To bring Snow White’s fairy tale world to life, Relativity couldn’t have hired a much better director than Tarsem Singh. While his filmography (that includes The Cell, The Fall and last year’s bloody fantasy epic Immortals) is a mixed bag, there is one thing that all of his films have in common – a great eye for the visuals. The former music videos director brings his sense of incredibly lush sets and costumes to Mirror Mirror as well. In particular Tarsem’s regular Eiko Ishioka who has won a Costume Design Oscar for Bram Stoker’s Dracula never fails to impress with the lush and decadent costumes which already make the film an early contender for an Academy Award in that category. The dresses that Julia Roberts gets to showcase throughout the film are some of the craziest and most imaginative that have graced the big screen in a while.
However, while Tarsem can definitely score with the film’s opulent visuals, same cannot be said for the movie in its entirety. Frankly, it is a mixed bag. It’s interesting to compare it to Tim Burton’s Alice in Wonderland. Burton’s film was also pretty to look at, had a strong actress for the part of Alice, but was ultimately a soulless exercise in eye candy. Tarsem’s Mirror Mirror never tries to go for the same Chronicles of Narnia vibe that Burton’s film did towards its end, keeping the scope rather small. It is more humorous and overall more fun, but the greatest contrast between the two is that Snow White’s heroine is so extremely bland that you can’t help, but root for the Evil Queen from time to time. Lily Collins has showcased her acting abilities (or the lack thereof) in last year’s Taylor Lautner vehicle Abduction and Mirror Mirror confirms the suspicion. She looks the part, no doubt, but she’s just a cardboard figure that can never be taken seriously. Julia Roberts, on the other hand, is one of the film’s highlights. It was a wise move to cast America’s Sweetheart in the role of a villain. She plays the part with gleeful mischief and makes the viewer wonder why she hasn’t been cast against type earlier in her career. After her stints in a bore like Eat Pray Love or the calculated soulless box-office machine Valentine’s Day, her Evil Queen role might just be the best thing she has done since her Oscar-winning part in Erin Brockovich. Unfortunately, the film around her just isn’t as good as she and her costumes.
Armie Hammer continues to deliver on the promise of versatility that he has first shown in The Social Network, this time showing some good comic timing but he’s ultimately not given much to do. Nathan Lane’s faithful servant to the Queen delivers a couple of laughs, whereas Sean Bean is painfully underutilized. Robert Emms as Prince Alcott’s sidekick scores great laughs too, but unfortunately completely disappears in the first part of the movie. The actors playing the seven dwarves are quite decent in their parts as well. The film still suffers from Lily Collins simply not delivering an engaging protagonist as Snow White. Maybe this was obvious to the filmmaker’s as well as the film’s focus is every single bit as much on Roberts as it is on Collins.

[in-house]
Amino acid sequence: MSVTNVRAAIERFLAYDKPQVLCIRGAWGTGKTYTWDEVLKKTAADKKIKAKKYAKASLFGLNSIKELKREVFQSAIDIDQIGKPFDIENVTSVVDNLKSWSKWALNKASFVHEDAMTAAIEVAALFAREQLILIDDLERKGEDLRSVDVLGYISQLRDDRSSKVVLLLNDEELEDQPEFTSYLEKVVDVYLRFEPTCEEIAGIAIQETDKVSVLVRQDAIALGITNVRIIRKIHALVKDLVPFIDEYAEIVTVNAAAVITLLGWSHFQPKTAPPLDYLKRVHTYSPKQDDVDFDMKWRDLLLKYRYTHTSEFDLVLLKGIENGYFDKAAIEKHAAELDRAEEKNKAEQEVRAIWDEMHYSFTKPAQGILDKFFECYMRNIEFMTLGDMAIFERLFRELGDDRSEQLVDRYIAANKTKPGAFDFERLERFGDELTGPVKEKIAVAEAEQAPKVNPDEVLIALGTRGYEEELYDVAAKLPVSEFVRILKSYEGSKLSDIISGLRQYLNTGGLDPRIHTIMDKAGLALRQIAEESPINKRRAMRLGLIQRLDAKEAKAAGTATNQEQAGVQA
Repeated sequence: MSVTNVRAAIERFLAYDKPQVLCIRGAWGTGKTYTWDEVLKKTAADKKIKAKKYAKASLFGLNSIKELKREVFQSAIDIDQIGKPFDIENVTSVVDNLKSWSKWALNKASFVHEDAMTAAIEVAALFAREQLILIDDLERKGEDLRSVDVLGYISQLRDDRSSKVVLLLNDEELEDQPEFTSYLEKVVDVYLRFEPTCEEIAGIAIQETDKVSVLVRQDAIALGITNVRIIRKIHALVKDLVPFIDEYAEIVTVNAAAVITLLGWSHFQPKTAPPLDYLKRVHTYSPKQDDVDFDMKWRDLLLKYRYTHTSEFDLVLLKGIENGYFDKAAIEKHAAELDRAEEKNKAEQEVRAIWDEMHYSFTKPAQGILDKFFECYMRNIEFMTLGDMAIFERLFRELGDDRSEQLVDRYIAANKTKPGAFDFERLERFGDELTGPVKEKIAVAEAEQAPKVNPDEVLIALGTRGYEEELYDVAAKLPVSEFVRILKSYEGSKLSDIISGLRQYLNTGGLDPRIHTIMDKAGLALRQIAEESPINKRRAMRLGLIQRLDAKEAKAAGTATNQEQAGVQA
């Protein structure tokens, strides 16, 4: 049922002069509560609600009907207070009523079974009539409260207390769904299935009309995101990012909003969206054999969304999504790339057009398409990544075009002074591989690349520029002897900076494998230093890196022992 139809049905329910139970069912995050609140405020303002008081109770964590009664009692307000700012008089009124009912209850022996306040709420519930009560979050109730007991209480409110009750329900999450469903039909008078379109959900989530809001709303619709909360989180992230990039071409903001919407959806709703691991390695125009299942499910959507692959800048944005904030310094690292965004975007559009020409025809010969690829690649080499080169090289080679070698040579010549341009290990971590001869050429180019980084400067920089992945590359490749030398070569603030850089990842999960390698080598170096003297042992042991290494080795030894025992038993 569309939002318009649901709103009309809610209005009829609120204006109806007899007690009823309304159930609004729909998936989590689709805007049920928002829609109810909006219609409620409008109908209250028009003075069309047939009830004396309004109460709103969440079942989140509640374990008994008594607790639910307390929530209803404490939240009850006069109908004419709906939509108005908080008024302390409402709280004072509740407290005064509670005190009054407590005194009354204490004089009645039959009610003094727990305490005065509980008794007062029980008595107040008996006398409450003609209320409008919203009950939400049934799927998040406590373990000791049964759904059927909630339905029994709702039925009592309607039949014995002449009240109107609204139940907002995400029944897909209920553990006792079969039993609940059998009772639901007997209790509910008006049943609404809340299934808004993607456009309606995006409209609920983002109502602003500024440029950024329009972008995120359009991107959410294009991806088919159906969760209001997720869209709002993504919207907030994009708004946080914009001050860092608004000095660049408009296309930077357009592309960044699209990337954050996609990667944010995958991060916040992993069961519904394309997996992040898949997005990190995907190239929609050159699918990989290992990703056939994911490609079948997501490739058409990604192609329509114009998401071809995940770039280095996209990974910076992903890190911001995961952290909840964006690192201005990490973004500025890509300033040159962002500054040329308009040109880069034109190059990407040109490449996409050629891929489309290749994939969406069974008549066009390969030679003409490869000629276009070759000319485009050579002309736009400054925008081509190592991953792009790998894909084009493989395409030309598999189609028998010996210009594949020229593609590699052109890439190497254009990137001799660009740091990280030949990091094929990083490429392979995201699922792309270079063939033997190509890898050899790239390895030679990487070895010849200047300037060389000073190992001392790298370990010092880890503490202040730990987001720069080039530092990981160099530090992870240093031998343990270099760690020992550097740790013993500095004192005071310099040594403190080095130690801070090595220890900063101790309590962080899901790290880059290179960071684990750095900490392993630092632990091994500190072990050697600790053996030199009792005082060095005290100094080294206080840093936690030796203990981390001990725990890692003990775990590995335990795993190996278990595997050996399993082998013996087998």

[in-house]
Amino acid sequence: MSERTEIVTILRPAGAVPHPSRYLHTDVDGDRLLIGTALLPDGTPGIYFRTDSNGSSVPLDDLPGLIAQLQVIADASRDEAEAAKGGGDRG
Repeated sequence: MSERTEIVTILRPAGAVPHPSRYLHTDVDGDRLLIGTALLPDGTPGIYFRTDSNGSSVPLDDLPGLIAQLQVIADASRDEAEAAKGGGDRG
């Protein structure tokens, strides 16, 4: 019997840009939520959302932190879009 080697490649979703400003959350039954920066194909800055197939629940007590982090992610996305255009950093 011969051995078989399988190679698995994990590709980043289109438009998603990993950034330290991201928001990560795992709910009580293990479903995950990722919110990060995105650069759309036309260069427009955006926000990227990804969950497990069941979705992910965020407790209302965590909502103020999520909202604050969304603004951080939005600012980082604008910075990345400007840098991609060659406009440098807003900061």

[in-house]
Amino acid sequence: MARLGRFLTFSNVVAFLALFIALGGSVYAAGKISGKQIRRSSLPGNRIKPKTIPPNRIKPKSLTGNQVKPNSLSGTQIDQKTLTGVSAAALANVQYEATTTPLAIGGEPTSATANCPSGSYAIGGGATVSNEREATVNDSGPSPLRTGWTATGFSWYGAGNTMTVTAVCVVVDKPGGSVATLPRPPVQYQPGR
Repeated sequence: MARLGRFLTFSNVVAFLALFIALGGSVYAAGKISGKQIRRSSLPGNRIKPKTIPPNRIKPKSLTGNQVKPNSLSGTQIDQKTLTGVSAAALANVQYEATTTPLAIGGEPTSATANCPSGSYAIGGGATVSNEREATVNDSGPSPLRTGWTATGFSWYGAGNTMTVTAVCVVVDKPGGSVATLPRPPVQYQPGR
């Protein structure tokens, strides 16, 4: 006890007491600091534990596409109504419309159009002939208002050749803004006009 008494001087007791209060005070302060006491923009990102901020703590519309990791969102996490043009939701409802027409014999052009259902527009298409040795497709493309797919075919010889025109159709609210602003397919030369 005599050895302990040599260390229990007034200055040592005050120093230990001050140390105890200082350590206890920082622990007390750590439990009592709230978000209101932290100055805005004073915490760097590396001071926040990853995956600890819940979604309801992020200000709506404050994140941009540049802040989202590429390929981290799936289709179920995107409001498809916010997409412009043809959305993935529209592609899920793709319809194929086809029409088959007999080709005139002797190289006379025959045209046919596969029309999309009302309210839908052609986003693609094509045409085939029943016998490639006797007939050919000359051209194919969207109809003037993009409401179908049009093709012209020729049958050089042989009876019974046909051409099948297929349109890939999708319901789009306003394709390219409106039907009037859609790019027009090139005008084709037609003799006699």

Overall, Mirror Mirror is an entertaining romp with a whole lot of self-referential humor that seems lifted directly from Shrek. Occasionally, it does work well, but with Shrek being the eternal template for fairy tale referential humor and pop culture jokes, the whole thing seems repetitive in a way. It tries really hard to put a new spin on the old tale, while still remaining in the fairy tale world we all know and love. This balance is more often off than it is not. Paying respects to Tarsem’s heritage, Mirror Mirror’s structure also plays like a Bollywood musical, complete with a love story, some drama, a happy ending and even a catchy song ‘n dance number over the end credits (which is actually surprisingly fitting in the context). The film is not as empty as Burton’s Alice in Wonderland, but despite great imagery it is also never truly enchanting as a fairy tale should be.